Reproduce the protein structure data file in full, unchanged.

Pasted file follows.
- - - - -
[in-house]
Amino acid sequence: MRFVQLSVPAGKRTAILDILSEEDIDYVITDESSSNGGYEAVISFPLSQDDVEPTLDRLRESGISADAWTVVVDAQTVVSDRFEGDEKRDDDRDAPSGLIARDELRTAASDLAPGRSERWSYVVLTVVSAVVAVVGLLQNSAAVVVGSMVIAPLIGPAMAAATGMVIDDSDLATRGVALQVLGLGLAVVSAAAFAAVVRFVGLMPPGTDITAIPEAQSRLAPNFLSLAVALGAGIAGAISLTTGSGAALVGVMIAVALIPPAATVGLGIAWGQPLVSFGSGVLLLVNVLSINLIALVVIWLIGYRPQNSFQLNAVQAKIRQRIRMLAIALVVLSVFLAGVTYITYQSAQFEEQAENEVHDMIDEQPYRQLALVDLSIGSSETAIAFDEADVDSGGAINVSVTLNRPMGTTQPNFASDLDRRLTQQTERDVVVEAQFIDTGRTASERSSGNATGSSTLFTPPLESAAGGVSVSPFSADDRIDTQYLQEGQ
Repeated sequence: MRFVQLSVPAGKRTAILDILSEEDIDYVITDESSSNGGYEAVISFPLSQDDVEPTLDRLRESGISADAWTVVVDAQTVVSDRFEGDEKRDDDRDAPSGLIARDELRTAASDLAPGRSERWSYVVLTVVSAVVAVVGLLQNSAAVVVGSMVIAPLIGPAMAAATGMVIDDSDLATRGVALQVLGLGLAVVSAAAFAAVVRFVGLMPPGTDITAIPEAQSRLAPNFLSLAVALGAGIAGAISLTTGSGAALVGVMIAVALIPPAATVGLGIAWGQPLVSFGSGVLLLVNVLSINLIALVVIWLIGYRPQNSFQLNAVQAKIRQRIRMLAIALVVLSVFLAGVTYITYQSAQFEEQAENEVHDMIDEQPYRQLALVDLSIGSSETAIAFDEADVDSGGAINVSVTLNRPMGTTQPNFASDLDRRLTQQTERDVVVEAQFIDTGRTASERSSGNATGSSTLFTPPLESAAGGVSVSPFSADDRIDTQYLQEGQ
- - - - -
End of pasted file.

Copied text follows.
[in-house]
Amino acid sequence: MRFVQLSVPAGKRTAILDILSEEDIDYVITDESSSNGGYEAVISFPLSQDDVEPTLDRLRESGISADAWTVVVDAQTVVSDRFEGDEKRDDDRDAPSGLIARDELRTAASDLAPGRSERWSYVVLTVVSAVVAVVGLLQNSAAVVVGSMVIAPLIGPAMAAATGMVIDDSDLATRGVALQVLGLGLAVVSAAAFAAVVRFVGLMPPGTDITAIPEAQSRLAPNFLSLAVALGAGIAGAISLTTGSGAALVGVMIAVALIPPAATVGLGIAWGQPLVSFGSGVLLLVNVLSINLIALVVIWLIGYRPQNSFQLNAVQAKIRQRIRMLAIALVVLSVFLAGVTYITYQSAQFEEQAENEVHDMIDEQPYRQLALVDLSIGSSETAIAFDEADVDSGGAINVSVTLNRPMGTTQPNFASDLDRRLTQQTERDVVVEAQFIDTGRTASERSSGNATGSSTLFTPPLESAAGGVSVSPFSADDRIDTQYLQEGQ
Repeated sequence: MRFVQLSVPAGKRTAILDILSEEDIDYVITDESSSNGGYEAVISFPLSQDDVEPTLDRLRESGISADAWTVVVDAQTVVSDRFEGDEKRDDDRDAPSGLIARDELRTAASDLAPGRSERWSYVVLTVVSAVVAVVGLLQNSAAVVVGSMVIAPLIGPAMAAATGMVIDDSDLATRGVALQVLGLGLAVVSAAAFAAVVRFVGLMPPGTDITAIPEAQSRLAPNFLSLAVALGAGIAGAISLTTGSGAALVGVMIAVALIPPAATVGLGIAWGQPLVSFGSGVLLLVNVLSINLIALVVIWLIGYRPQNSFQLNAVQAKIRQRIRMLAIALVVLSVFLAGVTYITYQSAQFEEQAENEVHDMIDEQPYRQLALVDLSIGSSETAIAFDEADVDSGGAINVSVTLNRPMGTTQPNFASDLDRRLTQQTERDVVVEAQFIDTGRTASERSSGNATGSSTLFTPPLESAAGGVSVSPFSADDRIDTQYLQEGQ